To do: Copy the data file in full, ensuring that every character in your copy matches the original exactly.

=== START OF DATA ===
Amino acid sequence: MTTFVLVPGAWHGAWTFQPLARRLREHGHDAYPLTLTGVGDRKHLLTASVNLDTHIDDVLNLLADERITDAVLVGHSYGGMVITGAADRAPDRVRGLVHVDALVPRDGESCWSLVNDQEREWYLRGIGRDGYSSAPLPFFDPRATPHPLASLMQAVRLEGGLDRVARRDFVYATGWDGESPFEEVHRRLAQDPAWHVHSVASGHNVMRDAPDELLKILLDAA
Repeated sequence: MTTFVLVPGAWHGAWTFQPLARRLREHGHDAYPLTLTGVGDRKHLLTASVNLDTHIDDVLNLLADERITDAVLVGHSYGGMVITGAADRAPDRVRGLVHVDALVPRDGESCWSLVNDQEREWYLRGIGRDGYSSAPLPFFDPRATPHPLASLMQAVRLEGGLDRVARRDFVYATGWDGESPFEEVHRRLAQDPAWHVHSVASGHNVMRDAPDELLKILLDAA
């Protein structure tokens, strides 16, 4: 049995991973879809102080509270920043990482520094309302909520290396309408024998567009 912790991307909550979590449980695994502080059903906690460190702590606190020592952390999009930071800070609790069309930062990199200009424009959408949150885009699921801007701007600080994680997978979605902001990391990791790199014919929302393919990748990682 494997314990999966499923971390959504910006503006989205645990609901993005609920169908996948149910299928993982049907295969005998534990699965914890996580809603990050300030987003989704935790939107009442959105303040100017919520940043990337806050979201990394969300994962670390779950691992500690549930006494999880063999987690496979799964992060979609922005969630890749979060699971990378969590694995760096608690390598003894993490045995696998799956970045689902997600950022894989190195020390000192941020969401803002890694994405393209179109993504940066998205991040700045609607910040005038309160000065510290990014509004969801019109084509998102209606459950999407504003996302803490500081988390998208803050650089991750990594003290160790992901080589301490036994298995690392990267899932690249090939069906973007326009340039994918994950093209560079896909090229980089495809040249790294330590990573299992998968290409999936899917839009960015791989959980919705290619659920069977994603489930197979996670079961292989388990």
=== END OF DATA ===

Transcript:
Amino acid sequence: MTTFVLVPGAWHGAWTFQPLARRLREHGHDAYPLTLTGVGDRKHLLTASVNLDTHIDDVLNLLADERITDAVLVGHSYGGMVITGAADRAPDRVRGLVHVDALVPRDGESCWSLVNDQEREWYLRGIGRDGYSSAPLPFFDPRATPHPLASLMQAVRLEGGLDRVARRDFVYATGWDGESPFEEVHRRLAQDPAWHVHSVASGHNVMRDAPDELLKILLDAA
Repeated sequence: MTTFVLVPGAWHGAWTFQPLARRLREHGHDAYPLTLTGVGDRKHLLTASVNLDTHIDDVLNLLADERITDAVLVGHSYGGMVITGAADRAPDRVRGLVHVDALVPRDGESCWSLVNDQEREWYLRGIGRDGYSSAPLPFFDPRATPHPLASLMQAVRLEGGLDRVARRDFVYATGWDGESPFEEVHRRLAQDPAWHVHSVASGHNVMRDAPDELLKILLDAA
């Protein structure tokens, strides 16, 4: 049995991973879809102080509270920043990482520094309302909520290396309408024998567009 912790991307909550979590449980695994502080059903906690460190702590606190020592952390999009930071800070609790069309930062990199200009424009959408949150885009699921801007701007600080994680997978979605902001990391990791790199014919929302393919990748990682 494997314990999966499923971390959504910006503006989205645990609901993005609920169908996948149910299928993982049907295969005998534990699965914890996580809603990050300030987003989704935790939107009442959105303040100017919520940043990337806050979201990394969300994962670390779950691992500690549930006494999880063999987690496979799964992060979609922005969630890749979060699971990378969590694995760096608690390598003894993490045995696998799956970045689902997600950022894989190195020390000192941020969401803002890694994405393209179109993504940066998205991040700045609607910040005038309160000065510290990014509004969801019109084509998102209606459950999407504003996302803490500081988390998208803050650089991750990594003290160790992901080589301490036994298995690392990267899932690249090939069906973007326009340039994918994950093209560079896909090229980089495809040249790294330590990573299992998968290409999936899917839009960015791989959980919705290619659920069977994603489930197979996670079961292989388990």